Now think about kids taking a spelling test in which the room is supposed to be quiet. A child may whisper the word “van” during the test and feel the /v/ sound instead of the /f/. The resulting word sounds more like “fan” which would be counted wrong on the test. The word must be vocalized so the voice box is allowed to produce the /f/ sound at the beginning of the word.

The research-based, 21st century way to learn spelling

Instead of rote memorization or endlessly rewriting the word (incorrectly), researchers have discovered a series of steps to help children learn to spell correctly. What’s the best part? They’re easy enough that parents can use them at home! Have your child:

  1. Say the word out loud. They should feel the way their mouth moves with the word and listen for all the sounds in the word. (Think of the word “shadow.” They should hear sh-a-d-ow.)
  2. Use the word correctly in a sentence.
  3. Spell the word out loud while tracing the letters in the air. This helps the child visualize what the word looks like.
  4. Write the word on a piece of paper. Check the word and correct any errors. Don’t wait until the end to check all the words at once. Mistakes discovered right away can be remedied before incorrect learning takes hold.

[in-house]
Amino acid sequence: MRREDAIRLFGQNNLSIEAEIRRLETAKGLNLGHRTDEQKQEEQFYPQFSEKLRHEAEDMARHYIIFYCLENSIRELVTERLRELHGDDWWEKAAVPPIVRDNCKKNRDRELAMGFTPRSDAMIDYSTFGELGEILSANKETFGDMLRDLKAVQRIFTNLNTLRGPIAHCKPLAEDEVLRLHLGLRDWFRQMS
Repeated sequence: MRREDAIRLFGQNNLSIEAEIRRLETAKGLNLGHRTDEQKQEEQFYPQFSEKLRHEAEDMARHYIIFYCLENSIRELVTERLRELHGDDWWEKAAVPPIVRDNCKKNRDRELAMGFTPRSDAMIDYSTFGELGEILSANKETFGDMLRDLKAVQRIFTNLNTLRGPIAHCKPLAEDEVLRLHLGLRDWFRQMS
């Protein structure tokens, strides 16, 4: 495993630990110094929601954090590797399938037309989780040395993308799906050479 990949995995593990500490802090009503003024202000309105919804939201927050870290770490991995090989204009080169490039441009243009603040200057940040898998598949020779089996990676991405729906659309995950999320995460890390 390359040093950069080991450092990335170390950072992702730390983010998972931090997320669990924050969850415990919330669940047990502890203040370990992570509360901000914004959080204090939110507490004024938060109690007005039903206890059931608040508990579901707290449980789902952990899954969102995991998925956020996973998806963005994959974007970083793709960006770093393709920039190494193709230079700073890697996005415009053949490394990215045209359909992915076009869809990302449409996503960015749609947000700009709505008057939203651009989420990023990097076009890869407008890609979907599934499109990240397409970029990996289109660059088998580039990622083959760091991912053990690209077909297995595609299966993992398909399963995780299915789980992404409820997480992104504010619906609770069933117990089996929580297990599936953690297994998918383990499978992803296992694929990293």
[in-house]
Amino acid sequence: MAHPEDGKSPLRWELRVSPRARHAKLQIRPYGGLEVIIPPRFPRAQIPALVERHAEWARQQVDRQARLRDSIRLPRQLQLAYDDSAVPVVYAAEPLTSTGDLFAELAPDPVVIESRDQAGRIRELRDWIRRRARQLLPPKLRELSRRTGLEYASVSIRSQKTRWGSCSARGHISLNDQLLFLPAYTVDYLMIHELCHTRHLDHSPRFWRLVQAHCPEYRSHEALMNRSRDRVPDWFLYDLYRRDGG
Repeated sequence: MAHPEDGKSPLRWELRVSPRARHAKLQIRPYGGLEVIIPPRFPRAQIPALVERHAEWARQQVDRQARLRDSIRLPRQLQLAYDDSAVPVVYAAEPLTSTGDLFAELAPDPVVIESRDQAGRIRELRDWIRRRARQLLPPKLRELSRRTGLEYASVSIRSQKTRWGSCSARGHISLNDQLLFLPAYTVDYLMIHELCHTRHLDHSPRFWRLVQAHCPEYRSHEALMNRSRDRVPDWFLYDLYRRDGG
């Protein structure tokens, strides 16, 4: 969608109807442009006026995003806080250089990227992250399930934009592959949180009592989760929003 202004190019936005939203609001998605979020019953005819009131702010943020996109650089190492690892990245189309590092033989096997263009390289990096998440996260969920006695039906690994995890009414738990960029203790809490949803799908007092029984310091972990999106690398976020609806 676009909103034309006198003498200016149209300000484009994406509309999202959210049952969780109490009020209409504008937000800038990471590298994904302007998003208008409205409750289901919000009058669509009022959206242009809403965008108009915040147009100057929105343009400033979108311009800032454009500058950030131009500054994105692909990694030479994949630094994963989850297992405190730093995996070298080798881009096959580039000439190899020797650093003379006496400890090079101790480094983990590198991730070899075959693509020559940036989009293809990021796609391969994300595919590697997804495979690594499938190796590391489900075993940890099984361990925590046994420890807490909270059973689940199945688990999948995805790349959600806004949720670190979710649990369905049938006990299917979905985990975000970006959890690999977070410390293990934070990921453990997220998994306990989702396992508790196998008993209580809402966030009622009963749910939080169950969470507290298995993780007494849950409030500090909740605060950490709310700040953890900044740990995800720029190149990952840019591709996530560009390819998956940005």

What about sight words?

Sight words are the most common words in the English language and are among the first words students learn to read and spell. About 25% of sight words don’t follow the normal spelling patterns common in English. Think of the word from. If it followed the rules of English, it would be spelled frum. What do you do with those words? These words do need to be memorized.

  1. Have the child say the word out loud.
  2. The child should write the word. Check for accuracy.
  3. Direct the child’s attention to the part of the word that doesn’t follow the rule. In from, have them look at the letter O.
  4. Point out the parts of the word that do follow the rules (the f, r, and m). Draw a heart over the O and tell them, “This is the part we learn by heart.”
  5. Practice reading and writing the word until the child reads and writes it correctly ten times each.

Parents often tell frustrated children to “use their words” to help them get what they want. If we encourage children to “use their sounds” and adopt research-based study methods, kids will read and spell better. It may make the weekly spelling list a little less portable, but the payoff is huge.

About the author

Crystal Plante

Crystal Plante

Crystal is a teacher, reading specialist, freelance writer, author, and married mother of four. In her spare time—or whatever spare time a mother of four has—she enjoys reading, cooking, watching television, and volunteering in her community. Crystal is an unabashed chocoholic and a long-suffering (but recently redeemed) fan of the Kansas City Chiefs. You can visit her website at

  • Andie

    Thanks for sharing. You have given some excellent advice in this article, however it should be pointed out that if you were English you would pronounce the word from as from, not frum, therefore it is a phonetically correct spelling. Perhaps ‘want’ would be a better example for us Brits.